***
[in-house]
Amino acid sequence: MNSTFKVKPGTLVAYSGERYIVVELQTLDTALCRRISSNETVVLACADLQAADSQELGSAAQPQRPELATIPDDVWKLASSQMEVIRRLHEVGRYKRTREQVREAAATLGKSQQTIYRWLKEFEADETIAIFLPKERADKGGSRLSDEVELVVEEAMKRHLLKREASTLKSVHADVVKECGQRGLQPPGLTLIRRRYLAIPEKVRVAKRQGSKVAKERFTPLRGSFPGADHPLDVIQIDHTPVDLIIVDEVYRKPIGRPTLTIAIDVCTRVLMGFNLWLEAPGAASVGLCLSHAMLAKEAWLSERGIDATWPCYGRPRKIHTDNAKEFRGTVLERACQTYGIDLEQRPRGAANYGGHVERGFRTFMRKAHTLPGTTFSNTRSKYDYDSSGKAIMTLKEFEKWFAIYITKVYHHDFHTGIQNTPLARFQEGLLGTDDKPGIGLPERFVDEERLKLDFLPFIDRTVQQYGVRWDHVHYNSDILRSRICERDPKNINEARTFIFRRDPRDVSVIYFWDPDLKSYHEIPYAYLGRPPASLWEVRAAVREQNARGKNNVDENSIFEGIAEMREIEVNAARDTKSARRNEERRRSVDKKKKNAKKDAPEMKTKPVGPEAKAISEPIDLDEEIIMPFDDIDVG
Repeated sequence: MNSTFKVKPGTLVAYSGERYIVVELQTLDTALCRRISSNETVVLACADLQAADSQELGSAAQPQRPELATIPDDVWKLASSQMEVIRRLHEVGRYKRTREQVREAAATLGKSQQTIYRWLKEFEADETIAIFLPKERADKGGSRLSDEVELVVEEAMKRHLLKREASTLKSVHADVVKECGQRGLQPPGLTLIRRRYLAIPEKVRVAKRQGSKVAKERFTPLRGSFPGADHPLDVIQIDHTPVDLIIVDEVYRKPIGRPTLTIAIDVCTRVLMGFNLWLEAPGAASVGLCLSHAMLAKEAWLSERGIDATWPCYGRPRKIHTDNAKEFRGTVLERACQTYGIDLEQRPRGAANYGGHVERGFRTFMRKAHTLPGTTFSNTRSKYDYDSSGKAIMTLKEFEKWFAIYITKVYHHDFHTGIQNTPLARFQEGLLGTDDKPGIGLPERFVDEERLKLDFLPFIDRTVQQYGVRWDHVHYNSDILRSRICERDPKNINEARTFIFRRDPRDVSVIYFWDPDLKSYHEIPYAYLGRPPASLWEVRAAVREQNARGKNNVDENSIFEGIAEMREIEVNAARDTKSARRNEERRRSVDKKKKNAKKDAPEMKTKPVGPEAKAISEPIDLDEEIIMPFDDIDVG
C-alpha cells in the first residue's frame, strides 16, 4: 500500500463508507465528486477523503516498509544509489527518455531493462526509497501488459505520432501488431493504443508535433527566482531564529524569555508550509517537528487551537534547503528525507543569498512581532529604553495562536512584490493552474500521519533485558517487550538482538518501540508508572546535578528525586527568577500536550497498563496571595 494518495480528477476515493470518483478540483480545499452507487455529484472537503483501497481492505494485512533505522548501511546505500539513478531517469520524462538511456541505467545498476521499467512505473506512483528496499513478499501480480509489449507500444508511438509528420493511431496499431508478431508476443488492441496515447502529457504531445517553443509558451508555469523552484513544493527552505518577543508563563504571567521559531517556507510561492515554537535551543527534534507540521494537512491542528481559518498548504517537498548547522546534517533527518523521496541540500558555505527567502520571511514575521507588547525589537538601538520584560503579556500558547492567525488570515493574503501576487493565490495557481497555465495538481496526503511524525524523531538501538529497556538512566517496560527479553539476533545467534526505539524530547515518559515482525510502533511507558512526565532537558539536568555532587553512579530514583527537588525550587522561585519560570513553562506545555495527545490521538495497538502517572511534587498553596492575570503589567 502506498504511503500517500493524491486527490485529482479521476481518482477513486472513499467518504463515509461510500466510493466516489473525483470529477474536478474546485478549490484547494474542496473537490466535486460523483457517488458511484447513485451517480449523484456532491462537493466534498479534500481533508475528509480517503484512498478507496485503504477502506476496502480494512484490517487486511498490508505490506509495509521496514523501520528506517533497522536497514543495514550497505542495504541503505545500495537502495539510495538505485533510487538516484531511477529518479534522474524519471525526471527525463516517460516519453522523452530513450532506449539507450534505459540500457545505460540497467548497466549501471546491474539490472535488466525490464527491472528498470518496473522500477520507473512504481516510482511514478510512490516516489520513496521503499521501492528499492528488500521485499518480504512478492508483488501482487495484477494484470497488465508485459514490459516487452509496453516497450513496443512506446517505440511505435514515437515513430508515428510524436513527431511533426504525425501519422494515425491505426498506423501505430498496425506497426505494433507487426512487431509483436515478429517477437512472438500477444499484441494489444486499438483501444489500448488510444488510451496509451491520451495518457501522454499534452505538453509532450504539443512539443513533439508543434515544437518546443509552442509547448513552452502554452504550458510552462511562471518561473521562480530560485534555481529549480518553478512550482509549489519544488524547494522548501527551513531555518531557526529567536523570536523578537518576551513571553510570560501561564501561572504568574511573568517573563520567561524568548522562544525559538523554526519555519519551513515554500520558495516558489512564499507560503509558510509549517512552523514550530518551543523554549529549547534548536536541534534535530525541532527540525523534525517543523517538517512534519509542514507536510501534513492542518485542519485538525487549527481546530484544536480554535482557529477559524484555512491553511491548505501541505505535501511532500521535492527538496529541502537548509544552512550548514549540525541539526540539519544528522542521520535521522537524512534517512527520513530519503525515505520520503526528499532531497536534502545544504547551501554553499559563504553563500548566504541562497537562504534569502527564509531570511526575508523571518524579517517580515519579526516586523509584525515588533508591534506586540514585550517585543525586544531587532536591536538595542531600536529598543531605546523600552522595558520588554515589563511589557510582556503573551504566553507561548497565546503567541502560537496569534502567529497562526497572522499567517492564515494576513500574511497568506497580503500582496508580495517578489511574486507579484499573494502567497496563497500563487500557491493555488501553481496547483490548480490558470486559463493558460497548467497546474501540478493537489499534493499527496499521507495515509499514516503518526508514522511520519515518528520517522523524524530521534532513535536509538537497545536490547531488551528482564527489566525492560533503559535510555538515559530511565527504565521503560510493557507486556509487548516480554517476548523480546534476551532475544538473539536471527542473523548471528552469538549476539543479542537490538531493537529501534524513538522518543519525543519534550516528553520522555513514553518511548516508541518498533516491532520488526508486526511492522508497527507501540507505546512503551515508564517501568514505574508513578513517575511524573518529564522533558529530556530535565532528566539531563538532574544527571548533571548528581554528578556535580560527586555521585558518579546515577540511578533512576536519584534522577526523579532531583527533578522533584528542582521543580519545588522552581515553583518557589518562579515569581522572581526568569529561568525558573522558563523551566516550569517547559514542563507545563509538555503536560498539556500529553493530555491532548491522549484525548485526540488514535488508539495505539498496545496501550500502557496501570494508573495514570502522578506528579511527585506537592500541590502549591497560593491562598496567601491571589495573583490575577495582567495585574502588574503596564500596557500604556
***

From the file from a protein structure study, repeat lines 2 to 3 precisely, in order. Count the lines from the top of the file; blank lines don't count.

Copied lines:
Amino acid sequence: MNSTFKVKPGTLVAYSGERYIVVELQTLDTALCRRISSNETVVLACADLQAADSQELGSAAQPQRPELATIPDDVWKLASSQMEVIRRLHEVGRYKRTREQVREAAATLGKSQQTIYRWLKEFEADETIAIFLPKERADKGGSRLSDEVELVVEEAMKRHLLKREASTLKSVHADVVKECGQRGLQPPGLTLIRRRYLAIPEKVRVAKRQGSKVAKERFTPLRGSFPGADHPLDVIQIDHTPVDLIIVDEVYRKPIGRPTLTIAIDVCTRVLMGFNLWLEAPGAASVGLCLSHAMLAKEAWLSERGIDATWPCYGRPRKIHTDNAKEFRGTVLERACQTYGIDLEQRPRGAANYGGHVERGFRTFMRKAHTLPGTTFSNTRSKYDYDSSGKAIMTLKEFEKWFAIYITKVYHHDFHTGIQNTPLARFQEGLLGTDDKPGIGLPERFVDEERLKLDFLPFIDRTVQQYGVRWDHVHYNSDILRSRICERDPKNINEARTFIFRRDPRDVSVIYFWDPDLKSYHEIPYAYLGRPPASLWEVRAAVREQNARGKNNVDENSIFEGIAEMREIEVNAARDTKSARRNEERRRSVDKKKKNAKKDAPEMKTKPVGPEAKAISEPIDLDEEIIMPFDDIDVG
Repeated sequence: MNSTFKVKPGTLVAYSGERYIVVELQTLDTALCRRISSNETVVLACADLQAADSQELGSAAQPQRPELATIPDDVWKLASSQMEVIRRLHEVGRYKRTREQVREAAATLGKSQQTIYRWLKEFEADETIAIFLPKERADKGGSRLSDEVELVVEEAMKRHLLKREASTLKSVHADVVKECGQRGLQPPGLTLIRRRYLAIPEKVRVAKRQGSKVAKERFTPLRGSFPGADHPLDVIQIDHTPVDLIIVDEVYRKPIGRPTLTIAIDVCTRVLMGFNLWLEAPGAASVGLCLSHAMLAKEAWLSERGIDATWPCYGRPRKIHTDNAKEFRGTVLERACQTYGIDLEQRPRGAANYGGHVERGFRTFMRKAHTLPGTTFSNTRSKYDYDSSGKAIMTLKEFEKWFAIYITKVYHHDFHTGIQNTPLARFQEGLLGTDDKPGIGLPERFVDEERLKLDFLPFIDRTVQQYGVRWDHVHYNSDILRSRICERDPKNINEARTFIFRRDPRDVSVIYFWDPDLKSYHEIPYAYLGRPPASLWEVRAAVREQNARGKNNVDENSIFEGIAEMREIEVNAARDTKSARRNEERRRSVDKKKKNAKKDAPEMKTKPVGPEAKAISEPIDLDEEIIMPFDDIDVG